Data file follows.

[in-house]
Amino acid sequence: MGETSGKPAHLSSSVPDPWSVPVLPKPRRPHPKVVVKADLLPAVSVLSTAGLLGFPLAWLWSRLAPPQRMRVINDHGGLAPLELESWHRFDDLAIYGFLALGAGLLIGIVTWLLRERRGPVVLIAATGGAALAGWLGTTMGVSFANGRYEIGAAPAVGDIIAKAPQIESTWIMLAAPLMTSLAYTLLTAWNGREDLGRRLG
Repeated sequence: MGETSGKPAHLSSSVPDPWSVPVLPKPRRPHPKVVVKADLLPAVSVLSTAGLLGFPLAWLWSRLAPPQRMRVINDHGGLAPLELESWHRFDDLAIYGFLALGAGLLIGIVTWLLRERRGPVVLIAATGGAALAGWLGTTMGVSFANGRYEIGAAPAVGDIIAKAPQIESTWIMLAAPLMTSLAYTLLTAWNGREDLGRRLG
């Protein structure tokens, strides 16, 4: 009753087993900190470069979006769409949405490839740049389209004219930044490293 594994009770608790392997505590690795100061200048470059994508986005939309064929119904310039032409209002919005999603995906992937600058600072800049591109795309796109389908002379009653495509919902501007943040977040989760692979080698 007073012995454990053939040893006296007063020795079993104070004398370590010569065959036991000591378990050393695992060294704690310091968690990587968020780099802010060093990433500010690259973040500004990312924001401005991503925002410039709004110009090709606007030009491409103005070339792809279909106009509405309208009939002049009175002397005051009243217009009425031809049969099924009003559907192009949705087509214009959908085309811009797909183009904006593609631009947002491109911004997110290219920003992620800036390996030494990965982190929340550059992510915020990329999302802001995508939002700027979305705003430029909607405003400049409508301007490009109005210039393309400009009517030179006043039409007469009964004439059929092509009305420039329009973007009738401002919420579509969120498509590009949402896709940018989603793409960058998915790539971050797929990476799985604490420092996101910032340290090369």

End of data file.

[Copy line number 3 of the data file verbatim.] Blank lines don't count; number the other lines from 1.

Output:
Repeated sequence: MGETSGKPAHLSSSVPDPWSVPVLPKPRRPHPKVVVKADLLPAVSVLSTAGLLGFPLAWLWSRLAPPQRMRVINDHGGLAPLELESWHRFDDLAIYGFLALGAGLLIGIVTWLLRERRGPVVLIAATGGAALAGWLGTTMGVSFANGRYEIGAAPAVGDIIAKAPQIESTWIMLAAPLMTSLAYTLLTAWNGREDLGRRLG